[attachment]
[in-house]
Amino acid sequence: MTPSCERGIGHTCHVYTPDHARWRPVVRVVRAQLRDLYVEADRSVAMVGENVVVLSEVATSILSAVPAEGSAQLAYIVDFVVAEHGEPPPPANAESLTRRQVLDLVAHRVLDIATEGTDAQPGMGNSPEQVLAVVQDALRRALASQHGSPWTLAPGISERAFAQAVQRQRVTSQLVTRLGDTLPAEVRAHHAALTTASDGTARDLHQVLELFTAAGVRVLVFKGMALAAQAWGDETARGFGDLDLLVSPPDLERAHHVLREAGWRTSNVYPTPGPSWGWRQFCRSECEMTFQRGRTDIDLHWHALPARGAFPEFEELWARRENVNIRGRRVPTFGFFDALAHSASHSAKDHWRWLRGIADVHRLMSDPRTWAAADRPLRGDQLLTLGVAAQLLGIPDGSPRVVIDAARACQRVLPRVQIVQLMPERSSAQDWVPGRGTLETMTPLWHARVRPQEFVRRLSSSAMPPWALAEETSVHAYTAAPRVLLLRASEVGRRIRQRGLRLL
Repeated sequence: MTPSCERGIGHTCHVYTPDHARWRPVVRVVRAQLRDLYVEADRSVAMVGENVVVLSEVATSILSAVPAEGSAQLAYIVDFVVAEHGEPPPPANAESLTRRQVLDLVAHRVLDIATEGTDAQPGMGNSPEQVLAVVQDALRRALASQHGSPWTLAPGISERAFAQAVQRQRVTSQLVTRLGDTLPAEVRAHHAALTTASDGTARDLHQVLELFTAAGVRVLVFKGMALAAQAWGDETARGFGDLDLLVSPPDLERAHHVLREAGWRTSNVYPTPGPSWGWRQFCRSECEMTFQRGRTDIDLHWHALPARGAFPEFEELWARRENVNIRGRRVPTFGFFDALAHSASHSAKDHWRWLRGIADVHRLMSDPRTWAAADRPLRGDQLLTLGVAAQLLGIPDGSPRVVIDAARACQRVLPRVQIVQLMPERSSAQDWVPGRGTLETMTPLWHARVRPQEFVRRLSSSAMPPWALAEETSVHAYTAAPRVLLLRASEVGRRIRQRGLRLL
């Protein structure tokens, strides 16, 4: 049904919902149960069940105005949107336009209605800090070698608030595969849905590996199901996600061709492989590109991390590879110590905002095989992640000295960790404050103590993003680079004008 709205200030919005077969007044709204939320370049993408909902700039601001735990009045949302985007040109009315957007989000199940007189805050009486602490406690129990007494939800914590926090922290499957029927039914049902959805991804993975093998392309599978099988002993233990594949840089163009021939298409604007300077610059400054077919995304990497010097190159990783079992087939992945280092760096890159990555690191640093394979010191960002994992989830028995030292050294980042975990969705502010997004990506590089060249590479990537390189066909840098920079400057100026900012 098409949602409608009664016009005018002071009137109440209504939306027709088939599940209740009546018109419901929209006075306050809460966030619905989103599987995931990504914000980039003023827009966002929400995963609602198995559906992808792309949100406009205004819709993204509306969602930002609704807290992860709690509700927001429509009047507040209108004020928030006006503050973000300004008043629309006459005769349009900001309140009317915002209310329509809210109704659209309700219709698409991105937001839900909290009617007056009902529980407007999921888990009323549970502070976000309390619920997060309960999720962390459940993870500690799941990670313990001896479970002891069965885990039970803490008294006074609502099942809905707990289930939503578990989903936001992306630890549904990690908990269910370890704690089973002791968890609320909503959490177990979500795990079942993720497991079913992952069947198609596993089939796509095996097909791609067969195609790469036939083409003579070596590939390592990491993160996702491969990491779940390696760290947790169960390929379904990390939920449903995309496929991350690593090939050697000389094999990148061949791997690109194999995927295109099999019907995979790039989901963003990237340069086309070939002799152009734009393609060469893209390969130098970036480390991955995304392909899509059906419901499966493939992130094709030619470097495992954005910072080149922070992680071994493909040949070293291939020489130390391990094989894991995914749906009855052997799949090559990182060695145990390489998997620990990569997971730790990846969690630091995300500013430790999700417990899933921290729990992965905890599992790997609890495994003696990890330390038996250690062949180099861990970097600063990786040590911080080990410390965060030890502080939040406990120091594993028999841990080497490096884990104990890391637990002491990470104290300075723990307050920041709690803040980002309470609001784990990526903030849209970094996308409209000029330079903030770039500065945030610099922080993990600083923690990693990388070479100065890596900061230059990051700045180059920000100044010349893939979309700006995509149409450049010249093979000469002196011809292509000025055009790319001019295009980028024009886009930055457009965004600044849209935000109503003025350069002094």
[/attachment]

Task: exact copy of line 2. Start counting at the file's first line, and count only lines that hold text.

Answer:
Amino acid sequence: MTPSCERGIGHTCHVYTPDHARWRPVVRVVRAQLRDLYVEADRSVAMVGENVVVLSEVATSILSAVPAEGSAQLAYIVDFVVAEHGEPPPPANAESLTRRQVLDLVAHRVLDIATEGTDAQPGMGNSPEQVLAVVQDALRRALASQHGSPWTLAPGISERAFAQAVQRQRVTSQLVTRLGDTLPAEVRAHHAALTTASDGTARDLHQVLELFTAAGVRVLVFKGMALAAQAWGDETARGFGDLDLLVSPPDLERAHHVLREAGWRTSNVYPTPGPSWGWRQFCRSECEMTFQRGRTDIDLHWHALPARGAFPEFEELWARRENVNIRGRRVPTFGFFDALAHSASHSAKDHWRWLRGIADVHRLMSDPRTWAAADRPLRGDQLLTLGVAAQLLGIPDGSPRVVIDAARACQRVLPRVQIVQLMPERSSAQDWVPGRGTLETMTPLWHARVRPQEFVRRLSSSAMPPWALAEETSVHAYTAAPRVLLLRASEVGRRIRQRGLRLL